The Treasury Department finally announced the way it plans to measure the health of U.S. banks, the first step in a process that supposedly will infuse more money into the banking system. A total of 19 banks will face this mandatory “stress test” to judge whether they have enough capital to survive another steep drop in housing prices or a sharp increase in unemployment rates. Those that don't would have six months to raise money from the private sector, or would take on additional capital injections from the government. The injections would involve securities that could be converted into common stock at a 10 percent discount to the price prevailing prior to Feb. 9th. (Such pricing is already being criticized as unfair to the taxpayer.)
There is no simple way to explain all this, which is one of the reasons the policy debate has veered into less important terrain, such as how much executives should make and why a Chicago bank that received federal funds sponsored an L.A. golf tournament that included a bunch of parties and concerts. Like that's what we should be paying attention to. What really matters is the type and amount of capital that these banks have – and whether it will be enough to contain the flood of losses from those toxic loans. From the NYT:
Until the financial system deteriorated last fall, investors focused on what is known as Tier 1 capital, which consists of common stock, preferred stock and hybrid debt-equity instruments. Now, however, they are focusing on what is called tangible equity capital, which includes only common stock, saying it is a better way to measure the risk in bank shares. The difference might sound like something only an accountant would worry about, but it lies at the heart of two questions confounding both Washington and Wall Street: Are the nation’s banks sound? And are bank shares a good barometer for the health of the financial system? Sheila C. Bair, the head of the Federal Insurance Deposit Corporation, said on Tuesday that the nation’s banking industry was safe.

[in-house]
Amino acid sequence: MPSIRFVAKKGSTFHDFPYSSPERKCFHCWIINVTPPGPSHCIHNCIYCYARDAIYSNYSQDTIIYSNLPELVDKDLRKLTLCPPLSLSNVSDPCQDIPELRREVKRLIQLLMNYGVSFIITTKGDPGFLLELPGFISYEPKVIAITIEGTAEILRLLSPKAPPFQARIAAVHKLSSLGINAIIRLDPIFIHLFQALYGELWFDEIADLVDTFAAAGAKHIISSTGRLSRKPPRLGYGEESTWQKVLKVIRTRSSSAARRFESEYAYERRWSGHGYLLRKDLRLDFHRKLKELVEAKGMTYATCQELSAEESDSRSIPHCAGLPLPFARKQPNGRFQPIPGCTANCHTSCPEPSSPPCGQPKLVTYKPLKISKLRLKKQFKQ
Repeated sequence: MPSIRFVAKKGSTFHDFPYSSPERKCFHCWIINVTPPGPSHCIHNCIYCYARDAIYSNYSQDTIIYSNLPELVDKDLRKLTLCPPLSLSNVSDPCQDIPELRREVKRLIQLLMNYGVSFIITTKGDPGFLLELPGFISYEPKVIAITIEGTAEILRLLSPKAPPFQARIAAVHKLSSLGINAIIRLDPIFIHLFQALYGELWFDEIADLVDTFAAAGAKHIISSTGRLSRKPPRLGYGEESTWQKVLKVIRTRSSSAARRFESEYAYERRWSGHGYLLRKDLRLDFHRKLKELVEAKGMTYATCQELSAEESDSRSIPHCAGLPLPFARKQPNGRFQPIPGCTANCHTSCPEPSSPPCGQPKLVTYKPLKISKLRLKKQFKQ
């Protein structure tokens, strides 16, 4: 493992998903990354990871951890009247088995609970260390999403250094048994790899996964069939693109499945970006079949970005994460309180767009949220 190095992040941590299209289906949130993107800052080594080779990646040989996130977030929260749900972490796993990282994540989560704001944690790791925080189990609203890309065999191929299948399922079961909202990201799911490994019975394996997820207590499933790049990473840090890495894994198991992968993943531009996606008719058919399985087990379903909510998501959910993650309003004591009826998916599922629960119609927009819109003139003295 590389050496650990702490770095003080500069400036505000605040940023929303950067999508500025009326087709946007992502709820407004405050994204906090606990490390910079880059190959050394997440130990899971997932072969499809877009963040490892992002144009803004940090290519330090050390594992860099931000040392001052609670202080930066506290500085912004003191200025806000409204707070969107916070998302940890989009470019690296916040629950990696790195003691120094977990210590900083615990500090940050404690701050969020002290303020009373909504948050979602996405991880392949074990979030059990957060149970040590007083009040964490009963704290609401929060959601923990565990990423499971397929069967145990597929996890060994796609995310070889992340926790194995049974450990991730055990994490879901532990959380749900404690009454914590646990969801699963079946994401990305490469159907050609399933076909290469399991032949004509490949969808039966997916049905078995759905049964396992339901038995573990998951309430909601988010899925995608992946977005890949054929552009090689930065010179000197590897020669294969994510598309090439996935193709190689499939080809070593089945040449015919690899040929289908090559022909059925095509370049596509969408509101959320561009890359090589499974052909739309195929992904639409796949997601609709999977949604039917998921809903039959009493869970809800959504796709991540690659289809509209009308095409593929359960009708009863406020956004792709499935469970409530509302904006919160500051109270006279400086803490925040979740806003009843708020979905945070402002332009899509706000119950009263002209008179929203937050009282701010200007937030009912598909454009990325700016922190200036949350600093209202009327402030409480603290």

What the government folks really want to know is whether the banks will remain safe should the economy worsen in the coming months, which is likely. Two economic scenarios will be used. One would have unemployment rising to 8.4 percent this year, economic growth contracting 2 percent and home prices falling 14 percent. The other, a worst-case scenario, would have unemployment hitting 10.3 percent in 2010, economic growth contracting 3.3 percent and home prices falling 22 percent. The stress tests are supposed to be finished in late April, at which point the banks needing to recapitalize will do so either through the private sector or with the help of the government.
So does all this amount to nationalization without saying as much? Well, sort of. Christopher Low, chief economist at FTN Financial, says nationalization is, in effect, being used to prevent nationalization. By converting its holdings into common stock, the government wants to avoid an ownership stake of more than 50 percent. Bloomberg columnist David Reilly says the government is sidestepping the issue:
During congressional testimony Tuesday, Federal Reserve Chairman Ben Bernanke said there was no rush toward nationalization. Senate Majority Leader Harry Reid struck a similar note when asked about nationalization in an interview with Bloomberg television Monday, saying there is “no need to even talk about it. It’s not necessary.” Reid’s remarks followed comments Friday by Senate Banking Committee Chairman Christopher Dodd that short-term nationalization was in fact a possibility. On Tuesday, Dodd said his remarks should have been “better thought out.” No wonder investors are confused and fleeing markets. Fundamental analysis of banks is now nearly impossible; it is all down to government whim. Investors may as well read chicken entrails to divine prospects for bank stocks.